make you stop feeling them altogether.
But it's not like Sam to be stoic
about how he feels -- at least it didn't use to be.
Watching him, Dean wonders if his
father was like this too, more like Sam; once upon a time, before pain
and anger and grief drove him to hide his feelings in silence and distracted
stares and fighting demons and ghosts.
"Thanks," Sam says when Dean recaps
"You want me to look at your arm?"
Sam stares at his arm like it belongs
to someone else. There's blood on the bandage but it's dried, and he flexes
his fist, stretching the skin across muscles and tendons. Thin skin that
slides over the knobby bones at his wrist, across his jaw when he tenses
"No. Thanks. It's okay."
It's not, but Dean lets it slide.
He knows Sam is different from him.
He's always known it. And not just in the "get away from hunting--have
a normal life" kind of way. When he doesn’t have a better explanation,
he thinks Sam must be like their mother. Not that Dean knows it,
but Sam isn't like him and he's not like Dad and that leaves only Mom,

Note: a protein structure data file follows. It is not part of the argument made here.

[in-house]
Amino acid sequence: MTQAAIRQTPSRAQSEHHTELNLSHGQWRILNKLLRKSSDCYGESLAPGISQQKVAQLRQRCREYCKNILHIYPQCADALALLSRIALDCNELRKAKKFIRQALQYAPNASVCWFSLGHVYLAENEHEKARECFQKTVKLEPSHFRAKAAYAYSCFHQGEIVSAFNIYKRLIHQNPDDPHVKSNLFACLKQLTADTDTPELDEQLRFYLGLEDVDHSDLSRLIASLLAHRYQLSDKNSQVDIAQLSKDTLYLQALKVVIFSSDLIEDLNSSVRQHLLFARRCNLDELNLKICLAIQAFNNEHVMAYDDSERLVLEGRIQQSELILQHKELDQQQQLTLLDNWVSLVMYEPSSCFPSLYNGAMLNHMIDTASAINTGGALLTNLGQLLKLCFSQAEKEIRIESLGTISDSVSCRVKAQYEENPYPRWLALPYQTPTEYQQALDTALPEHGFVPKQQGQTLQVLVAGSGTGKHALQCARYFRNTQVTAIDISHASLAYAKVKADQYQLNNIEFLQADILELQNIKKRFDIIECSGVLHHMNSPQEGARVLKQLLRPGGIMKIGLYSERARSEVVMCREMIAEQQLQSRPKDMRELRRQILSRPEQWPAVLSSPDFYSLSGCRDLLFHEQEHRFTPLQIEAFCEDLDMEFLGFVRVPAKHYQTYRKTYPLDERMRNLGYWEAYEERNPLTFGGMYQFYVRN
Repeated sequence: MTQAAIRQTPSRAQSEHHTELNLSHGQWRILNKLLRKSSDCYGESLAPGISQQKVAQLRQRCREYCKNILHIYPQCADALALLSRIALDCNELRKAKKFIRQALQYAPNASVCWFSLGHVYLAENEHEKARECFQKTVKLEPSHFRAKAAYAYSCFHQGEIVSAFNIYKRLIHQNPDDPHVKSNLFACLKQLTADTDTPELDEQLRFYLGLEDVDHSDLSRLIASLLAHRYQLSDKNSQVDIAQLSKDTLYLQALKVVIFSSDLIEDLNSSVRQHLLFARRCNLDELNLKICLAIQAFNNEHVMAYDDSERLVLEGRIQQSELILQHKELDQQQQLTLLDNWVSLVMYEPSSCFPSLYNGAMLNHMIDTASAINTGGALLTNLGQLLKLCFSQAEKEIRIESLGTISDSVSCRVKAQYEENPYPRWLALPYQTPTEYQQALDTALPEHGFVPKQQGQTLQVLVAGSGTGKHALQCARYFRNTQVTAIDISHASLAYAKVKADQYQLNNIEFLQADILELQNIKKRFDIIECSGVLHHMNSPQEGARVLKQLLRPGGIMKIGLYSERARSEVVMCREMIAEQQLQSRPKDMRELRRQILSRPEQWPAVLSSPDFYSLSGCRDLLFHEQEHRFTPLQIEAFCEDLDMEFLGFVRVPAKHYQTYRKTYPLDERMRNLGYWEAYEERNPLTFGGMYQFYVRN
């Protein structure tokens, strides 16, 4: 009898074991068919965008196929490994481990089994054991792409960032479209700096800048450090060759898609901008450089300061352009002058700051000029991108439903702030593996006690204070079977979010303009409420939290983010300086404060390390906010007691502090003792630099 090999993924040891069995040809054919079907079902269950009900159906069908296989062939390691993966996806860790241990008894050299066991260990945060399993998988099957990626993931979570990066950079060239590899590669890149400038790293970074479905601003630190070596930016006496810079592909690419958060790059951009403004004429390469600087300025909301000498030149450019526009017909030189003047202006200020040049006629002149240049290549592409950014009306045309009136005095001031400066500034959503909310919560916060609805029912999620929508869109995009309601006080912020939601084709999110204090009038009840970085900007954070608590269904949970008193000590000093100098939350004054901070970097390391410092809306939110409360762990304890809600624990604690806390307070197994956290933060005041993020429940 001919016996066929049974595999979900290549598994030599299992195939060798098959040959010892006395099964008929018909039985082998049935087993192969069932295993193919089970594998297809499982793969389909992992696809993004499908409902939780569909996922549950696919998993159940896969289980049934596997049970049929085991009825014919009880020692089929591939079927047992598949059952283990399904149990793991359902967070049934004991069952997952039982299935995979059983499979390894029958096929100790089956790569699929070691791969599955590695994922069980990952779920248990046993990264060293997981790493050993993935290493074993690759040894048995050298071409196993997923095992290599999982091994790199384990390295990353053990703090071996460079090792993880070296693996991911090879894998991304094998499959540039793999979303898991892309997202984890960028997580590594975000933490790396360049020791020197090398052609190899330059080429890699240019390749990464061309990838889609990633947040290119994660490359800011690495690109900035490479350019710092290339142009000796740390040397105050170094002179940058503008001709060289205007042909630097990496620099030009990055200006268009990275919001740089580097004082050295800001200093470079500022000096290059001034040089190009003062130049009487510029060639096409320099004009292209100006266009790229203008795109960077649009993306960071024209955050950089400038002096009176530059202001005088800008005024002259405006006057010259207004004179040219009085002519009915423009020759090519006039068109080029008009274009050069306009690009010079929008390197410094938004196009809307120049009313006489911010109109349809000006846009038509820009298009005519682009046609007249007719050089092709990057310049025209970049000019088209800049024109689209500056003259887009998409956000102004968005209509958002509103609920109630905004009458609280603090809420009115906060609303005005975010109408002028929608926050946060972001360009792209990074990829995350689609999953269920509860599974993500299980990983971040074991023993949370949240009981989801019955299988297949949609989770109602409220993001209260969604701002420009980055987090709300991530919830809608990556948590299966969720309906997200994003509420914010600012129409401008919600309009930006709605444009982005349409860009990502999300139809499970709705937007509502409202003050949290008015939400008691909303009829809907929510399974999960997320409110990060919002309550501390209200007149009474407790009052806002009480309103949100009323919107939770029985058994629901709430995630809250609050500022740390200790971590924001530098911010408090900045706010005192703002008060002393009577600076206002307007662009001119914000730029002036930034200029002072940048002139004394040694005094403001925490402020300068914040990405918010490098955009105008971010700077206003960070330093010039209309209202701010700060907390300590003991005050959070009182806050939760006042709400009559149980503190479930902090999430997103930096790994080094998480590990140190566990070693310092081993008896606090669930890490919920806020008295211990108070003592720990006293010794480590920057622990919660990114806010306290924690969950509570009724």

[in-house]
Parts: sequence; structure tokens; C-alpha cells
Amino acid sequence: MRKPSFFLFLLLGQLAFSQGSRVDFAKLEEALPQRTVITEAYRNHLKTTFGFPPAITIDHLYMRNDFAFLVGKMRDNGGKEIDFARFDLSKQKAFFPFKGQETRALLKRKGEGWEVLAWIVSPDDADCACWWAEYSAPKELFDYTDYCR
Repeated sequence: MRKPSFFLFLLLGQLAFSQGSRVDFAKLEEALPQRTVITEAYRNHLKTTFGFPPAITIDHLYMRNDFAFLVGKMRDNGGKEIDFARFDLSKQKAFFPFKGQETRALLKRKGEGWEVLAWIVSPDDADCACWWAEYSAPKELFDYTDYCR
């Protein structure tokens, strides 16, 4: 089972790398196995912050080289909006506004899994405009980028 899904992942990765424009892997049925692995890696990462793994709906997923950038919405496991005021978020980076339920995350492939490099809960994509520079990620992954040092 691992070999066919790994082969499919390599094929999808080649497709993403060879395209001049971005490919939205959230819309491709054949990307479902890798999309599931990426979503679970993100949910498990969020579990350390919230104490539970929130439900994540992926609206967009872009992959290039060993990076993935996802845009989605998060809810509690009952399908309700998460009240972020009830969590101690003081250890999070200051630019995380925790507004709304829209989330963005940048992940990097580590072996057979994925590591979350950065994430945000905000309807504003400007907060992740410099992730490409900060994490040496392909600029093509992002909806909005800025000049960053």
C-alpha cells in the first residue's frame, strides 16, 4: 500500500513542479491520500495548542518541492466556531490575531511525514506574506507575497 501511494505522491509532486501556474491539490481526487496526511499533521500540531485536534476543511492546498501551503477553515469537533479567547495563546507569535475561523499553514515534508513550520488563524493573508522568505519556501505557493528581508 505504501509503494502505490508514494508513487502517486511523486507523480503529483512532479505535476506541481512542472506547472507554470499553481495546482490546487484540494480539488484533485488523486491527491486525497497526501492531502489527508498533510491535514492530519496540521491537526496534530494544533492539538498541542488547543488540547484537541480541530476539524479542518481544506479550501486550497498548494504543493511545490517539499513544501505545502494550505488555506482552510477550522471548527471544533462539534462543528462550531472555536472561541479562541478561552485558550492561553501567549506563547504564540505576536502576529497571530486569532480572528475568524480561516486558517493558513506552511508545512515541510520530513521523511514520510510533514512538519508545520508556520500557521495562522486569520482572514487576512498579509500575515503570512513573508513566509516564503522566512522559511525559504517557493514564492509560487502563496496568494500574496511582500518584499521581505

who Sam remembers not at all and Dean only vaguely remembers in a way that
is less like memory and more like wishing he could remember.
"You want food?" Sam asks, checking
his wallet for what little cash they have left, and Dean wonders if they
shouldn't have hit Laurie up for a little something, or maybe a little
petty theft, but no. Sam would rather starve than have stayed for even
"Sure. Want me to go?"
"Naw," Sam says and there's a fleeting
smile as he puts on a clean shirt, long-sleeved to hide the bandage even
though it's warm outside. He won't take the car; there's a convenience
store a block away. Dean doesn't even tell him what he wants and Sam doesn't
ask, slipping out of the room without another word.
Twenty minutes, Dean guesses, bets
himself and sips at his soda, letting the caffeine and the sugar calm him
down. Calm him inside because he won't show the nerves to Sam, ever, if
he can help it. Both of them ready to fly apart would be very bad thing.
He doesn't even need to wait for
Sam to come back to know how it will play out. Sam will bring back as much
food as they can afford, twice as much for Dean as he ever gets for himself,